• #4. (5 points) In which of the following populations is genetic drift expected to be strongest, in terms of its effects on change in allele frequencies over time? (oregonstate.edu)
  • This is, to our knowledge, the first molecular genetic characterization of NBAD hydrolase and carcinine hydrolase activity in any organism and is central to the understanding of pigmentation and photoreceptor function. (nih.gov)
  • Here, we describe the construction and characterization of the B. suis strain with a nonpolar deletion of virB8 used in that study and show, for the first time, complementation with a chimeric protein containing the N terminus of the B. suis VirB8 protein and the C-terminal periplasmic domain of TraJ, a VirB8 homologue from plasmid pSB102. (asm.org)
  • 600 different patients with a defect in peroxisome biogenesis to different genetic complementation groups followed by characterization of the gene defects. (amc.nl)
  • We set out to predict and experimentally test the functions of such proteins. (biomedcentral.com)
  • Using microscopic, biochemical, and genetic approaches to study function in A. tumefaciens , it was discovered that VirB8 acts as a nucleation center that is required to recruit VirB9 and VirB10 into clusters in the outer membrane ( 10 ) and to localize VirB proteins at the cell pole ( 8 ). (asm.org)
  • backcross A genetic crossing of a heterozygous organism and one of its homozygous parents. (kumc.edu)
  • Twenty-one predicted functions have been experimentally tested or are currently under investigation by our group in at least one prokaryotic organism (nine of them have been validated, four invalidated, and eight are in progress). (biomedcentral.com)
  • Samples were tested for the presence of various arboviral RNA genomes by using the TaqMan quantitative reverse transcription-PCR (qRT-PCR) technology and specific primers and probes (protocols available upon request to the corresponding author). (cdc.gov)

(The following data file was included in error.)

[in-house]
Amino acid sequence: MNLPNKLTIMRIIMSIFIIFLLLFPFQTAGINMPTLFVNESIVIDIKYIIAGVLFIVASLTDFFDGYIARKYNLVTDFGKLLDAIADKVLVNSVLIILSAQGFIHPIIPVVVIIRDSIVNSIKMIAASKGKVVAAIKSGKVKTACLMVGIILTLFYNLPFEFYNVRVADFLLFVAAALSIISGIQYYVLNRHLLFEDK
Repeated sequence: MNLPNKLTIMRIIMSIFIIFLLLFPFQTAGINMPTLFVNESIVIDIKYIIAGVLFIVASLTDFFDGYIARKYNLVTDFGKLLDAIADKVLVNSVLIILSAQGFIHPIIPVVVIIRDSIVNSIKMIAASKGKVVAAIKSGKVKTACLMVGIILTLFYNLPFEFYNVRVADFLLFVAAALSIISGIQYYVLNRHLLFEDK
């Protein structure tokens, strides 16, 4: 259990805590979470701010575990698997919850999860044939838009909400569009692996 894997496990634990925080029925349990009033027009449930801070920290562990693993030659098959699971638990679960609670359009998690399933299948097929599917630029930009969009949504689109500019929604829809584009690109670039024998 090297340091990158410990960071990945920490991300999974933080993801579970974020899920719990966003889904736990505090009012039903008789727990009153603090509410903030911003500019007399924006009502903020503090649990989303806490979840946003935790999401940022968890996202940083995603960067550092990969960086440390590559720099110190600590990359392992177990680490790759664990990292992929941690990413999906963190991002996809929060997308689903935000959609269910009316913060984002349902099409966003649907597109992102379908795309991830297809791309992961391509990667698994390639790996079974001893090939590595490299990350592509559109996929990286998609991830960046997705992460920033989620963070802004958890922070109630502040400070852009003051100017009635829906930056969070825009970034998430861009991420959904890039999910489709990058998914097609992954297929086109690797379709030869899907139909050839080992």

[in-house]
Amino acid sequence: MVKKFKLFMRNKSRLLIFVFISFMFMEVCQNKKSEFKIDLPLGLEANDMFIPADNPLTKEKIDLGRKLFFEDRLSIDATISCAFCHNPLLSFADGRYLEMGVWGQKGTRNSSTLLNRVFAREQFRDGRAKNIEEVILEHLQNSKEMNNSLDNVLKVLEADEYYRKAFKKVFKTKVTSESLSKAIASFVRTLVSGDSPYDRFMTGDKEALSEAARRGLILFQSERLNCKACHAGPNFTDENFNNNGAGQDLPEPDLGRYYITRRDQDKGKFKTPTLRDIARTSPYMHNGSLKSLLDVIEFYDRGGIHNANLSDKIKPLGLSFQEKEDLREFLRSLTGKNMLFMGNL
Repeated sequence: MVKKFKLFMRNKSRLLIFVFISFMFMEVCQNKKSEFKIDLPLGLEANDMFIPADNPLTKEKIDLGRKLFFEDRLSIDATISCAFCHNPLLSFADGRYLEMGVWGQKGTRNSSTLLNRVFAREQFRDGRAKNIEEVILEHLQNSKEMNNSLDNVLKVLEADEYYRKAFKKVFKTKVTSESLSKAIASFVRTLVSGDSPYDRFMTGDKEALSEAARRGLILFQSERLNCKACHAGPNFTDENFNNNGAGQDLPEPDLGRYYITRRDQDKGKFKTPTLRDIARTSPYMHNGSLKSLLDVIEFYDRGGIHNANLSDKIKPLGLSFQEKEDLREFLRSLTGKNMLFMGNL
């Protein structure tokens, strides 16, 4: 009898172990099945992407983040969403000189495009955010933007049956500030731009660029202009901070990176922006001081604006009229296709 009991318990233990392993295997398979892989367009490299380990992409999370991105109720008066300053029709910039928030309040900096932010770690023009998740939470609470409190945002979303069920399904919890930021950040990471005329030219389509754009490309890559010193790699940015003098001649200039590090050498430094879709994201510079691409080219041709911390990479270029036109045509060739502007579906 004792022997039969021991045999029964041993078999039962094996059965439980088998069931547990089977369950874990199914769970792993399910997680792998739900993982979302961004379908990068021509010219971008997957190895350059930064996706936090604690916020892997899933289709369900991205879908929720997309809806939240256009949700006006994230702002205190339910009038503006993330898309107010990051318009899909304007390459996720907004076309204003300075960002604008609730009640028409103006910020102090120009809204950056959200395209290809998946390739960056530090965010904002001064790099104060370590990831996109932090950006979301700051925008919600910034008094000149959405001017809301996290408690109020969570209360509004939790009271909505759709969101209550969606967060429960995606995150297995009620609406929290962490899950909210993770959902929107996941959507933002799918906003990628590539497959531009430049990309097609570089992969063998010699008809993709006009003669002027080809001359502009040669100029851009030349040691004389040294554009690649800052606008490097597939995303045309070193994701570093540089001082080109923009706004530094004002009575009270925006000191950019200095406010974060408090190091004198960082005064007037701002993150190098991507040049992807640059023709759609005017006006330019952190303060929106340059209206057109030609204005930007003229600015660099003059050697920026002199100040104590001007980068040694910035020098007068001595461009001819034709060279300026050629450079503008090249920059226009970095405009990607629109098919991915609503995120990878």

• The nematode Caenorhabditis elegans has provided a powerful system for dissecting the genetic mechanisms controlling animals' intrinsic biology and interaction with environmental factors. (g3journal.org)
  • Crosses, Genetic" is a descriptor in the National Library of Medicine's controlled vocabulary thesaurus, MeSH (Medical Subject Headings) . (harvard.edu)
  • This article discusses a method that is applicable to the first level of testing current sequence-based annotations of enzymatic function. (biomedcentral.com)
  • Readthrough of these RNAs into the intended transcriptional unit potently stimulated reporter activity when the inserted test sequence contained a 3' splice site (ss). (elsevier.com)
  • Since reverse transcription destroys the RNA template, each copy of uDNA and iDNA represents a unique infection event with a potentially divergent genetic sequence. (biomedcentral.com)
  • This is at its core a very simple test that is also very broadly applicable - all you need is two homologous protein-coding sequences to compare to each other. (oregonstate.edu)
  • Methods: Chromatic sensitivity was measured by using the Color Assessment and Diagnosis (CAD) test in asymptomatic individuals with early and intermediate AMD and compared to normative data. (bireme.br)
  • This graph shows the total number of publications written about "Crosses, Genetic" by people in Harvard Catalyst Profiles by year, and whether "Crosses, Genetic" was a major or minor topic of these publication. (harvard.edu)
  • Below are the most recent publications written about "Crosses, Genetic" by people in Profiles. (harvard.edu)